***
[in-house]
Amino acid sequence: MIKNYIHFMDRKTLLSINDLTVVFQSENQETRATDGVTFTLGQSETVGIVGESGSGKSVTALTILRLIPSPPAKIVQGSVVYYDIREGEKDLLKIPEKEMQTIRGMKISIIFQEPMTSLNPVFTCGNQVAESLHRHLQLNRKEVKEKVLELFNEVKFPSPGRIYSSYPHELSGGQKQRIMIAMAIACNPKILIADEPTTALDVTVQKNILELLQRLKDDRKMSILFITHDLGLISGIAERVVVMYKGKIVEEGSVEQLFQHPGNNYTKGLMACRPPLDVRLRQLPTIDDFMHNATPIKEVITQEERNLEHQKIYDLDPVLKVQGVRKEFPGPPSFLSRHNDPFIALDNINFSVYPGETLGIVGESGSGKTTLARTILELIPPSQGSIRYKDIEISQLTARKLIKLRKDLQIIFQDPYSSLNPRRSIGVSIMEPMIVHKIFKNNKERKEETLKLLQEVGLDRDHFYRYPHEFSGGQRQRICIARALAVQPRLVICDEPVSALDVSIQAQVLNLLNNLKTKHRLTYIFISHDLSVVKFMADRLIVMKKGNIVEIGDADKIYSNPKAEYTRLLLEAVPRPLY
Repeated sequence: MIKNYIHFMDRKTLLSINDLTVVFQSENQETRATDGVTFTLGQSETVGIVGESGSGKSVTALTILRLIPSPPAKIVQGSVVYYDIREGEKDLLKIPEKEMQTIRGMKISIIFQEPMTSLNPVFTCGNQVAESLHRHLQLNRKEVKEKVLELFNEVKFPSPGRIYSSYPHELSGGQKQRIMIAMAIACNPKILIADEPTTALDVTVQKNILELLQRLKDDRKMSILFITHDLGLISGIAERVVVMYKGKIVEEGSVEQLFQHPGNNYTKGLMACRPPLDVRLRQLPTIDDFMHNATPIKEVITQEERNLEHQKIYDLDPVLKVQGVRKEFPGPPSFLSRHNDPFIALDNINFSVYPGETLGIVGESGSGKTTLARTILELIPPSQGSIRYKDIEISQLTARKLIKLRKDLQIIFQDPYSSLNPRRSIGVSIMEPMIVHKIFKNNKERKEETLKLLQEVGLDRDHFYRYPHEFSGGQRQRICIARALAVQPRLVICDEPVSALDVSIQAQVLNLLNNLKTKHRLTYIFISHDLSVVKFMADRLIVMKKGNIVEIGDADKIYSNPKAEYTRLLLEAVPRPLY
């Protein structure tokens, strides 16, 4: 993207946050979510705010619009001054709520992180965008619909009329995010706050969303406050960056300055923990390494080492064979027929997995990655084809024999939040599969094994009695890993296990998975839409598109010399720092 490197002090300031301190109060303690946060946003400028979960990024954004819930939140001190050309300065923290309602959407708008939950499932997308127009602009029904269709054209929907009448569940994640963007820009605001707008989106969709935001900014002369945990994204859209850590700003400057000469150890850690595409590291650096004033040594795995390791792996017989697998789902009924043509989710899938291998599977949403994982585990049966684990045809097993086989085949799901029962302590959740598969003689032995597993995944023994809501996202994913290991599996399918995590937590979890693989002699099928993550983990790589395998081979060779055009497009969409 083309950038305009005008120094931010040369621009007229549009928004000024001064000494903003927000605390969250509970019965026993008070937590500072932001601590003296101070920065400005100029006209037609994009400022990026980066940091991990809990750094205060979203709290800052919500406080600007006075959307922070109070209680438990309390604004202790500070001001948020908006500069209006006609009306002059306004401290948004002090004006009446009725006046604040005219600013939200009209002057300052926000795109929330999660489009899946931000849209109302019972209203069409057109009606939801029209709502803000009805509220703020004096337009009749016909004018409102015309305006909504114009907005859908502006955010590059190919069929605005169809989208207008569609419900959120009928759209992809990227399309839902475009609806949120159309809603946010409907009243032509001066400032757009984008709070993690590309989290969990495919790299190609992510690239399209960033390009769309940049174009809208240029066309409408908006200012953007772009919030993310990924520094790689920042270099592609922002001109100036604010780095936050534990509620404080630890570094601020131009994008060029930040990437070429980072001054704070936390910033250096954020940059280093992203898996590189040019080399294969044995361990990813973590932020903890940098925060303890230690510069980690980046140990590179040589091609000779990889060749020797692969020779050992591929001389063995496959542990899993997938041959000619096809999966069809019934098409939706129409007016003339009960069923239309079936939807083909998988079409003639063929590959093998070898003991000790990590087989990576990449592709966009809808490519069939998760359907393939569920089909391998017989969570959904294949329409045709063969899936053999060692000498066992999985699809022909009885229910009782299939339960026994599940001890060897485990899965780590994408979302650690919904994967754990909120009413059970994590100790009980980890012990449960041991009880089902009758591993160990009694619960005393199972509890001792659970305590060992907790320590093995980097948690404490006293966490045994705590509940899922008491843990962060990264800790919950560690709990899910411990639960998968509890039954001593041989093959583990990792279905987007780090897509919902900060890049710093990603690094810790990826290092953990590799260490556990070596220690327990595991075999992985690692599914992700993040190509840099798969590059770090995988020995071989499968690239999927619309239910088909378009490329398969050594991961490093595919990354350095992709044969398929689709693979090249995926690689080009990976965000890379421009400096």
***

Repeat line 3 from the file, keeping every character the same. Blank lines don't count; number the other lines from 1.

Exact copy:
Repeated sequence: MIKNYIHFMDRKTLLSINDLTVVFQSENQETRATDGVTFTLGQSETVGIVGESGSGKSVTALTILRLIPSPPAKIVQGSVVYYDIREGEKDLLKIPEKEMQTIRGMKISIIFQEPMTSLNPVFTCGNQVAESLHRHLQLNRKEVKEKVLELFNEVKFPSPGRIYSSYPHELSGGQKQRIMIAMAIACNPKILIADEPTTALDVTVQKNILELLQRLKDDRKMSILFITHDLGLISGIAERVVVMYKGKIVEEGSVEQLFQHPGNNYTKGLMACRPPLDVRLRQLPTIDDFMHNATPIKEVITQEERNLEHQKIYDLDPVLKVQGVRKEFPGPPSFLSRHNDPFIALDNINFSVYPGETLGIVGESGSGKTTLARTILELIPPSQGSIRYKDIEISQLTARKLIKLRKDLQIIFQDPYSSLNPRRSIGVSIMEPMIVHKIFKNNKERKEETLKLLQEVGLDRDHFYRYPHEFSGGQRQRICIARALAVQPRLVICDEPVSALDVSIQAQVLNLLNNLKTKHRLTYIFISHDLSVVKFMADRLIVMKKGNIVEIGDADKIYSNPKAEYTRLLLEAVPRPLY